M-Learning in the Field: A Mobile Geospatial Wiki as an Example for Geo-Tagging in Civil Engineering Education

M-Learning in the Field: A Mobile Geospatial Wiki as an Example for Geo-Tagging in Civil Engineering Education

C. Safran (Graz University of Technology, Austria), M. Ebner (Graz University of Technology, Austria), F. Kappe (Graz University of Technology, Austria) and A. Holzinger (Graz University of Technology, Austria)
DOI: 10.4018/978-1-61520-678-0.ch015
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Abstract

In subjects such as Civil Engineering, Architecture, Geology etc., education is mostly based on visual information. For example, in Civil Engineering every building can be seen as a unique object at a certain location. During the education of Civil Engineers many field based studies and excursions take place, however, not only the images but also geographical coordinates are essential. Wikis have been in use for collaborative learning for more than ten years. Mobile phones provide access to them from nearly everywhere. The availability of those technologies has led to rapid advances in the area of m-Learning and the possibility to apply challenging constructive educational concepts. Consequently, in this paper we describe the user centered design, development and evaluation of a combination of these technologies to support collaborative learning in the field: A Wiki-based mobile geospatial information system, the so-called TUGeoWiki. The primary objective of this geowiki is to provide a user-friendly tool for mobile collaborative learning for all areas where geo-tagged information could be useful. Moreover, TUGeoWiki was developed in order to provide the integration of external map material via map APIs including information such as that delivered by Google Maps. Subsequently, it is possible to provide both highly detailed maps and satellite images without having the need to license such material. Furthermore, the user interfaces used by such tools is well established, due to the increasing number of mapping related mashups. The evaluation during an extensive field test within a large civil engineering excursion to various large-scale construction sites in Austria demonstrated that collaborative learning can be successfully supported by the application of TUGeoWiki.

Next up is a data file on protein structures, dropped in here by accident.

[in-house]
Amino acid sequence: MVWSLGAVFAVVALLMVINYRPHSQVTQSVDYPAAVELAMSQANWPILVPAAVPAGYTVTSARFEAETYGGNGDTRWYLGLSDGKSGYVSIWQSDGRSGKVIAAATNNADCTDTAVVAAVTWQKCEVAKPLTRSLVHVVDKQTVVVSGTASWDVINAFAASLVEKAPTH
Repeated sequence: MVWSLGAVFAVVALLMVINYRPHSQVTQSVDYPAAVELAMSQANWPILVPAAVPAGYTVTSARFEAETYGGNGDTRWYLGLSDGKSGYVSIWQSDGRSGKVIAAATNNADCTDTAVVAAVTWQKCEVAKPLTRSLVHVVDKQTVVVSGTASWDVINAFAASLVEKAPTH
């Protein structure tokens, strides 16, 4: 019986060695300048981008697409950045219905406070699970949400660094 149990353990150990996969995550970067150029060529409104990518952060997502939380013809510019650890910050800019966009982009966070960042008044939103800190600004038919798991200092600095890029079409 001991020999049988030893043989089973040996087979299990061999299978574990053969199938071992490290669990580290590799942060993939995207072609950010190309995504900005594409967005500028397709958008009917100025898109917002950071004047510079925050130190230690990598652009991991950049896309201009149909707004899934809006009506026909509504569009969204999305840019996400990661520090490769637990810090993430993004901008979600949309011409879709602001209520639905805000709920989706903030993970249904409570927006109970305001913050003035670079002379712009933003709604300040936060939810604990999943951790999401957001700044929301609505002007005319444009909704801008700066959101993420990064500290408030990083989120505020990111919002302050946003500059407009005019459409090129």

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Geotagging And Civil Engineering

In subjects such as Civil Engineering, Architecture, Geology etc. education is mostly based on visual information. According to Brohn “the language of intuition is visual, just as the language of analysis is abstract and symbolic” (Brohn, 1983). This is especially true in the field of Civil Engineering where sketches and drawings are highly necessary, because there is a strong relationship between nature and mathematical models (Ebner, Scerbakov, & Maurer, 2006). Learning by studying existing load bearing models is essential for becoming a good engineer. Further, it must be pointed out that every building can be seen as a unique object at a precise location. So on-site excursions and field studies are common and are used to give learners more practical examples on how real-life situations look. One of the most difficult tasks is to find an appropriate physical relationship to describe an engineering model, because of the complex coherences. To represent nature with a simple and calculable structure is the first job of a structural engineer. However, all these arguments should show why visualizations are absolutely necessary for this work and are the basis for further work.But not only images help to plan and understand buildings, also geographical information is of interest: